Edgy jewelry made by local artisans in five countries, using materials like naturally discarded buffalo horn and reclaimed bombshells.
When launching her new jewelry label, Edge of Ember, designer Lynette Ong knew she wanted to ensure the pieces were not only going to be beautiful, but also made in the most ethical way possible. “The inspiration for Edge of Ember first came to me two years back when I was in Ubud, Bali where there were tons of silversmiths and art workshops,” says Ong. “Most of them had an open workshop concept where customers could see the artisans working on these uniquely handcrafted pieces. I found these gorgeous works of art absolutely amazing. Yet with the overwhelming trend in the marketplace towards mass production, customers get either machine-lasered fare from factories or designer handmade items that were exorbitantly priced.”
Fueled by a desire to share the stories and skills of these local artisans with the rest of the world, Ong, who was living in Hong Kong at the time, traveled extensively though Asia to find and form parnerships with the five local non-profit, fair trade organizations and artisan groups in Cambodia, Nepal, Vietnam and Indonesia that she works with today.
Designer Ong has not had any formal design training, and calls the brand’s aesthetic a reflection of her personal style. “I have always loved jewelry,” she says. “I think accessories complete an outfit and showcase an individual’s personality. But it was only when the Edge of Ember idea came to me that I started dabbling with jewelry design. I love combining simple, classic pieces and bolder jewelry to create a look that is versatile enough to wear for both casual and formal occasions.”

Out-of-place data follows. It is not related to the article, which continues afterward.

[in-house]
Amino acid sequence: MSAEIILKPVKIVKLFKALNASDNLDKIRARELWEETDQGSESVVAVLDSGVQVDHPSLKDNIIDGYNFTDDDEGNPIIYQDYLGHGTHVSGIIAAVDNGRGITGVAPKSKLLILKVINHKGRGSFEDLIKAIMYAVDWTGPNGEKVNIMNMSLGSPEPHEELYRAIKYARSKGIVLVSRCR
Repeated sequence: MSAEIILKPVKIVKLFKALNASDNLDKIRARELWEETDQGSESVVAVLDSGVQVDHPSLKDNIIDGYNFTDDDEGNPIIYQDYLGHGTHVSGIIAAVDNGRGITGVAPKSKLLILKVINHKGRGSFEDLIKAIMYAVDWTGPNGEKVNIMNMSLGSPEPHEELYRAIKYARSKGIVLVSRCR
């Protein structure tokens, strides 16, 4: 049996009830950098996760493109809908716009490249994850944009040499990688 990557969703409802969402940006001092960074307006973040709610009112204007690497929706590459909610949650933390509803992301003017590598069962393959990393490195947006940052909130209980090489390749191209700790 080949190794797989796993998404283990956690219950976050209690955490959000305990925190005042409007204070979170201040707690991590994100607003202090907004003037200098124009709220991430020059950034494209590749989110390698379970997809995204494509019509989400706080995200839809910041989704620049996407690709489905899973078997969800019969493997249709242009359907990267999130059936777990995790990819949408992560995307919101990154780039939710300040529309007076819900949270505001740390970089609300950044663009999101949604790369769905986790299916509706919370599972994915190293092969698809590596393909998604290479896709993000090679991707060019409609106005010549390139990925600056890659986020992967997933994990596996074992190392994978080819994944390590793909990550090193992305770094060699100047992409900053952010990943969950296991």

Edge of Ember’s first collection is called SARAT (which is the Khmer word for “beauty”) and features handmade jewelry pieces from Cambodia, Indonesia and Vietnam, with organic hand-hammered metals, bold geometric studs and ethnic-inspired tassels that are accompanied by an elegant mix of crystals and pearls. “The studs and spikes give an edgy and raw feel that I translated from bustling developing cities like Phnom Penh and Hanoi, the crystals set in antique-plated bezels show a hint of vintage and Art Deco, and the pearls and tassels add a touch of old school glamour,” says Ong. “I like to contrast the edgy and feminine, and the ethnic and the contemporary in pieces.”
The matte gold plated geometric studs and spikes used in many pieces are made from bombshells rescued from Cambodian land. The local artisans Edge of Ember work with are all part of the Rajana Association, a fair trade organization that helps create jobs for skilled craftspeople. The horn bangles are made in Vietnam, where local artisans use naturally discarded buffalo horn to delicately create these stunning pieces. All hammered pieces – which are Edge of Ember’s signature style – are made in Indonesia, where artisans meticulously hammer metals by hand to create the soft-textures, versatile pieces.
The brand also gives back to the local communities where their artisans live and work by channeling 10% of all proceeds into the Ember Project, the brand’s philanthropic arm. The Ember Project sponsors projects that focus on issues affecting women and children, and charities that address the problems women face because of the inherent gender inequality in these developing countries. Two of the initiatives, Daughters of Cambodia and Shakti Samuha in Nepal, rescues women from prostitution and sex trafficking and provides them with the skills to sustain their new lifestyle, while the specific Room to Read program by the Girls’ Education Program in Vietnam, helps young girls to complete their secondary education.
Says Ong: “I see these pieces on a confident, stylish woman who isn’t afraid of having fun or taking risks, who can throw together a perfect outfit from seemingly disparate elements and is assertive, intelligent and socially conscious.”